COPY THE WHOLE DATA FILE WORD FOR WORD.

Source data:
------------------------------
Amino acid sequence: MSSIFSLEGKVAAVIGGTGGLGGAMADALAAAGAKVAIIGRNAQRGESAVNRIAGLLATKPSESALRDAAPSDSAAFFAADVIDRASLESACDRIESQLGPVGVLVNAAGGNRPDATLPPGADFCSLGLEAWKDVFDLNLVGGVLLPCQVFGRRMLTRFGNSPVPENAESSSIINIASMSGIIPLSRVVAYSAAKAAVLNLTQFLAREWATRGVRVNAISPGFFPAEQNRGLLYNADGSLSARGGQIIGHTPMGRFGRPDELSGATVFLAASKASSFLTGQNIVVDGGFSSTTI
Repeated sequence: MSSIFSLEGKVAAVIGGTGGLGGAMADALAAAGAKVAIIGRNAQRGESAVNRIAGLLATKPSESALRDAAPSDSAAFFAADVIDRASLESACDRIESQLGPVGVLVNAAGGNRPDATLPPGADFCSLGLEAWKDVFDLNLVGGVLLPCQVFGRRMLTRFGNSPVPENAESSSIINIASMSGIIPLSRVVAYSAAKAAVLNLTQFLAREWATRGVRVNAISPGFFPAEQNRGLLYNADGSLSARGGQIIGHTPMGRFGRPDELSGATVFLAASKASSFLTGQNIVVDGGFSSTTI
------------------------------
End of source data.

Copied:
Amino acid sequence: MSSIFSLEGKVAAVIGGTGGLGGAMADALAAAGAKVAIIGRNAQRGESAVNRIAGLLATKPSESALRDAAPSDSAAFFAADVIDRASLESACDRIESQLGPVGVLVNAAGGNRPDATLPPGADFCSLGLEAWKDVFDLNLVGGVLLPCQVFGRRMLTRFGNSPVPENAESSSIINIASMSGIIPLSRVVAYSAAKAAVLNLTQFLAREWATRGVRVNAISPGFFPAEQNRGLLYNADGSLSARGGQIIGHTPMGRFGRPDELSGATVFLAASKASSFLTGQNIVVDGGFSSTTI
Repeated sequence: MSSIFSLEGKVAAVIGGTGGLGGAMADALAAAGAKVAIIGRNAQRGESAVNRIAGLLATKPSESALRDAAPSDSAAFFAADVIDRASLESACDRIESQLGPVGVLVNAAGGNRPDATLPPGADFCSLGLEAWKDVFDLNLVGGVLLPCQVFGRRMLTRFGNSPVPENAESSSIINIASMSGIIPLSRVVAYSAAKAAVLNLTQFLAREWATRGVRVNAISPGFFPAEQNRGLLYNADGSLSARGGQIIGHTPMGRFGRPDELSGATVFLAASKASSFLTGQNIVVDGGFSSTTI